It is not hopeless.
It sure feels like it, but I promise it is not.
Trust is a sacred thing, just like optimism is a rare thing. When either is bruised by experiences with yet another seemingly identical situation, we creep further into cynicism and distrust.
At times, the world feels cruel.
“Everything is going wrong. The world is against me.”
“What’s the point?”
“I hate people.”
“I’m never trusting anyone again.”
We make these grand statements and promise ourselves we will never get into that position again, knowing full well we rarely have control over that. We get wounded and refuse to let anyone heal us. We don’t want to give someone else the chance to save and then break our hearts all over again. It’s a defeatist attitude, to say the least, but it’s a common one.
The big question is, then: How can you possibly trust again after you have been given so many reasons not to?
No, not in some “this person has it so much worse so I have no reason to be upset” way. No self-demonising pain comparisons. But some perspective of the world and the sheer size of it.
It’s a simple idea, but it comes with a whole host of potentially exciting and life-affirming actions.
Riding what seems like a constant cycle of momentary happiness, followed by a crushing betrayal or heartbreak is exhausting. It’s draining, it’s painful, and after a while, all you can see is the cycle and never the break in it. But there is always a break to come. Whether it’s a few more laps around or it’s right in front of you, it’s always there.
The way you find the break is by counting the people around you. Not just your friends, not just your family, but the strangers and the acquaintances. As of writing this article, there are 7.7 billion people in the world. In just my country of England, there is almost 67 million. In America, where no doubt many of you are, there are 329 million faces and hearts wandering the streets.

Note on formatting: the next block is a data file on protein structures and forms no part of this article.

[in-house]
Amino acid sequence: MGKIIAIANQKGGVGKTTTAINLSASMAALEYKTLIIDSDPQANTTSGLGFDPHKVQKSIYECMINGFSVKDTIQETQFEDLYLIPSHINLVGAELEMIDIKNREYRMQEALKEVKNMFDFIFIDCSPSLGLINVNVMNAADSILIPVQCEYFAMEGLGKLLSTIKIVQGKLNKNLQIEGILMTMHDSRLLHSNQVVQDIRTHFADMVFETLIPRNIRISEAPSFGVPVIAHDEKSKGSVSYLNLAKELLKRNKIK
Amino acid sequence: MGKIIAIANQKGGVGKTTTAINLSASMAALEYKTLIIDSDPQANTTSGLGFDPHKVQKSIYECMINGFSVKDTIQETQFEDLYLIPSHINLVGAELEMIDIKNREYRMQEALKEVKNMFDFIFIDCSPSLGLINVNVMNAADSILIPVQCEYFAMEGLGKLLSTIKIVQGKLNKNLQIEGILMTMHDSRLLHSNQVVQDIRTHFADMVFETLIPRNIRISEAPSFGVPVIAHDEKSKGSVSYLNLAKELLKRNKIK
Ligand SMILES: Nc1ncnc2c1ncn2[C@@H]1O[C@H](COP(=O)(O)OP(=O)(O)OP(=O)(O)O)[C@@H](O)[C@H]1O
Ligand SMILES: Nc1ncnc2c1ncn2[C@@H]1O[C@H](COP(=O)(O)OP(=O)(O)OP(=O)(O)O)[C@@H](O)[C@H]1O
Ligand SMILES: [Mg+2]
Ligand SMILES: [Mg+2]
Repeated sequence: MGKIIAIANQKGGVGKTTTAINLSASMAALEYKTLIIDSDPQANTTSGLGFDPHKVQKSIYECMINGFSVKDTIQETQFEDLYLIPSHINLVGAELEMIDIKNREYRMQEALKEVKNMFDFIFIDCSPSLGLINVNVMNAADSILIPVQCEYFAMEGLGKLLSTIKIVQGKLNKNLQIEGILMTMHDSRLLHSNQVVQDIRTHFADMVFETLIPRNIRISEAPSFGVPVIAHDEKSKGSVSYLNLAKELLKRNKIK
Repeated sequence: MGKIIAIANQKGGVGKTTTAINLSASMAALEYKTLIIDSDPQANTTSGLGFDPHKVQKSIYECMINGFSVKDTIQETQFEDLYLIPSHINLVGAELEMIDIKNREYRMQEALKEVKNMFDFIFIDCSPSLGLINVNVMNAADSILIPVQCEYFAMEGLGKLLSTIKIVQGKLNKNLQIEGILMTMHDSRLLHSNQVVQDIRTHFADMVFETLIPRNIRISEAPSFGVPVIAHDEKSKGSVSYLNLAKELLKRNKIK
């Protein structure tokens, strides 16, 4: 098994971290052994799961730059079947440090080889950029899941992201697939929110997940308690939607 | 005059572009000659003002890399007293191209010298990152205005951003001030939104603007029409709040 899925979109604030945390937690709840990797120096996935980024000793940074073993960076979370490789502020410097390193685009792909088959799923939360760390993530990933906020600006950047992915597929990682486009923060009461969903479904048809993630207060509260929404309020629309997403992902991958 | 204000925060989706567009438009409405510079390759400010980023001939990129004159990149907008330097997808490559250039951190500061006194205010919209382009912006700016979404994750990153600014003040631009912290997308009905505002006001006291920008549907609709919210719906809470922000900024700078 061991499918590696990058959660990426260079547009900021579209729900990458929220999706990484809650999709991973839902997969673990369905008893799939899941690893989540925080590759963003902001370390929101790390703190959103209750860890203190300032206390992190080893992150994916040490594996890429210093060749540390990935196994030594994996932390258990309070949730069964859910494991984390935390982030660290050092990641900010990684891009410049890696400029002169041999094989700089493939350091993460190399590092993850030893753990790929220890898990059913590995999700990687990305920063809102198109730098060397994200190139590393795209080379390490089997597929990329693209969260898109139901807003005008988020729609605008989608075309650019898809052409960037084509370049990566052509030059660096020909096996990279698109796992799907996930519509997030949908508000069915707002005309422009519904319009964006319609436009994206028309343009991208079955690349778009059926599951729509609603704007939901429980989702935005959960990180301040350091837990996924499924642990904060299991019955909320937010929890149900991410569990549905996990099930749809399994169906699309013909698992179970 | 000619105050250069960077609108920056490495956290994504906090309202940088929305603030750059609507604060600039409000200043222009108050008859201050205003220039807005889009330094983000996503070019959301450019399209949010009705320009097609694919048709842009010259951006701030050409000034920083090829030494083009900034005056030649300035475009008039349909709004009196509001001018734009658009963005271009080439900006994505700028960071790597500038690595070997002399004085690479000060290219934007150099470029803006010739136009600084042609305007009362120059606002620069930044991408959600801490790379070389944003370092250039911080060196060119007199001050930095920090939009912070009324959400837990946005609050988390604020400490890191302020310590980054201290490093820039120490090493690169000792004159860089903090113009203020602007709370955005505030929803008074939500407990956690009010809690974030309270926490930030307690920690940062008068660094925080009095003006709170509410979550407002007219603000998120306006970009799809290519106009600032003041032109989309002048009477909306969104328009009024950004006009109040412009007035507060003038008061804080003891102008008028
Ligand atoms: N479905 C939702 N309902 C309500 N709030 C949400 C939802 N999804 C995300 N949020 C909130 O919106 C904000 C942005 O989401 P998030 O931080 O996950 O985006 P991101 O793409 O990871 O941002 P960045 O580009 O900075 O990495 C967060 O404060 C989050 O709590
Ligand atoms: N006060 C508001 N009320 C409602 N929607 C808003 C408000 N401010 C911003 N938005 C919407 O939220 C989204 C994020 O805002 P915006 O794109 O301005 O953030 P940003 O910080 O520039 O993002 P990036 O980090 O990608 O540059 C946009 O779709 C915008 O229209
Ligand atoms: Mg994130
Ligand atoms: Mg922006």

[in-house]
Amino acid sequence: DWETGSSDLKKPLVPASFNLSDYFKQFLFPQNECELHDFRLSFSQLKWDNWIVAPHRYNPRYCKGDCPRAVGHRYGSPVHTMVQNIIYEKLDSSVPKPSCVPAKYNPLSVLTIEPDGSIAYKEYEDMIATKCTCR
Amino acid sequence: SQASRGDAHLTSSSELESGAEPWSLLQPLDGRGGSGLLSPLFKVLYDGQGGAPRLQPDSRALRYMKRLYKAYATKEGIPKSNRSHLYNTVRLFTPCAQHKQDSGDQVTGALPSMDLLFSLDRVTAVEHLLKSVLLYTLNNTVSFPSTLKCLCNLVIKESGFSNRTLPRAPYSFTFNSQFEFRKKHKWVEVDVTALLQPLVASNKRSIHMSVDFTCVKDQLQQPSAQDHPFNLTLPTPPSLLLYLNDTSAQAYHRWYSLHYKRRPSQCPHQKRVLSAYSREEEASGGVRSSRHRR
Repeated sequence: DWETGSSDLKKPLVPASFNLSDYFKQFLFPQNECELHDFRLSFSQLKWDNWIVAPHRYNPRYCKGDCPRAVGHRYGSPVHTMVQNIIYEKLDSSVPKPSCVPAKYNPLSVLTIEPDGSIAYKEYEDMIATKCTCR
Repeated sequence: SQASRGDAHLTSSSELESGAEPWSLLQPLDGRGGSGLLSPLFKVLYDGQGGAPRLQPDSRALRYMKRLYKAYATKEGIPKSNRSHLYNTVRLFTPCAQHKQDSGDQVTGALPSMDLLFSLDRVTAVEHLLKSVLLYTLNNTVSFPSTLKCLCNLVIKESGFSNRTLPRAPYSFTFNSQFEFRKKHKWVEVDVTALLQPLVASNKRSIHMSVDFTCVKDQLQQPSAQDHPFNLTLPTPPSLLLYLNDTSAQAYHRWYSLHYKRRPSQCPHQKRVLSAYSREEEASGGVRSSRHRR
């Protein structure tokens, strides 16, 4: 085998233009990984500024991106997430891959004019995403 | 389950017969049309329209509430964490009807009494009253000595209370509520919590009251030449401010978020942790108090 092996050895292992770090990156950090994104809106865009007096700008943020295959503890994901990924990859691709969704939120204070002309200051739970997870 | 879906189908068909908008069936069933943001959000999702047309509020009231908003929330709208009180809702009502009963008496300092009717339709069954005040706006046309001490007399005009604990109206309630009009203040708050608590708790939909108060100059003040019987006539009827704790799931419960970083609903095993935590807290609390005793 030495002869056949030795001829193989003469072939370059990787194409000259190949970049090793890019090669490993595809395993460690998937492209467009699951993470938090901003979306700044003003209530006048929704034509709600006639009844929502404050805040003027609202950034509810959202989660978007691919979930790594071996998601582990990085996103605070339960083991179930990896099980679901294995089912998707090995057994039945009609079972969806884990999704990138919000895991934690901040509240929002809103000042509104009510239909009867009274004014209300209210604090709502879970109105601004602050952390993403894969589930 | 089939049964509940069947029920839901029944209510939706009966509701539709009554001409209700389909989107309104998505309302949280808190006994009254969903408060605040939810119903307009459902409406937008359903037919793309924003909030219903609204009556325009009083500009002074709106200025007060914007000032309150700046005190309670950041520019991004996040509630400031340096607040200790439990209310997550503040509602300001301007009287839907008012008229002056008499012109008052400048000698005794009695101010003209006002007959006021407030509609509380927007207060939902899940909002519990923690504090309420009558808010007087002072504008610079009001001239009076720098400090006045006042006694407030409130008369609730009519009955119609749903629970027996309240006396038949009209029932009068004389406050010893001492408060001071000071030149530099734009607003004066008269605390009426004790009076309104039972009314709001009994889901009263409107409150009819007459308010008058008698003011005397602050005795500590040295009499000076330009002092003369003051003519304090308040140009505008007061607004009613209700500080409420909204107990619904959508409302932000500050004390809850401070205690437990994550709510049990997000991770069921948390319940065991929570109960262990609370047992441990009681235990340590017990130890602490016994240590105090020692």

That’s incredible. It’s also refreshing. Why? Because you have yet to meet so many of them. Some you will never meet. Some will become the greatest additions to your life, and many will revive that optimism in your fading soul.
But first you have to allow trust and hope to exist.
The human mind is so powerful that it becomes its own deadliest weapon. If you do not make a conscience effort to allow trust and hope into your heart, they will not be found. But if you understand the world is this humongous hub of beautiful people, you can start to open your mind again. Have a conversation with a stranger, go on holiday, and meet new cultures.
Sometimes we are so unlucky that we meet some of the worst people in the world. Sometimes we meet the right people at the wrong time. And sometimes we are the ones in the wrong, too.
All of these circumstances combine to create a whole host of complications ready to kick us in the gut and threaten our trust levels. But by taking ourselves away from our own little world and broadening our perspective, we begin to understand that there are still so many people to meet. There are still so many people in our lives that have been there for years or even for months that show us endless love. There are so many examples of reasons to be hopeful, but when we take yet another hit, the first thing to go is our sight.
It is not about trusting the same person after being shown that you shouldn’t.
It is not about throwing all your care and attention at the first person who shows you affection.
It is not about believing that everyone has the capacity to be nice.
It is not about being careless and reckless and giving your heart to those that will clearly not look after it.
It is about getting hurt, grieving, and being consoled. It is about recovering enough to remember there is more to the world than shitty people.
If nothing else, you are a prime example of that. You are not hopeless. You are just learning.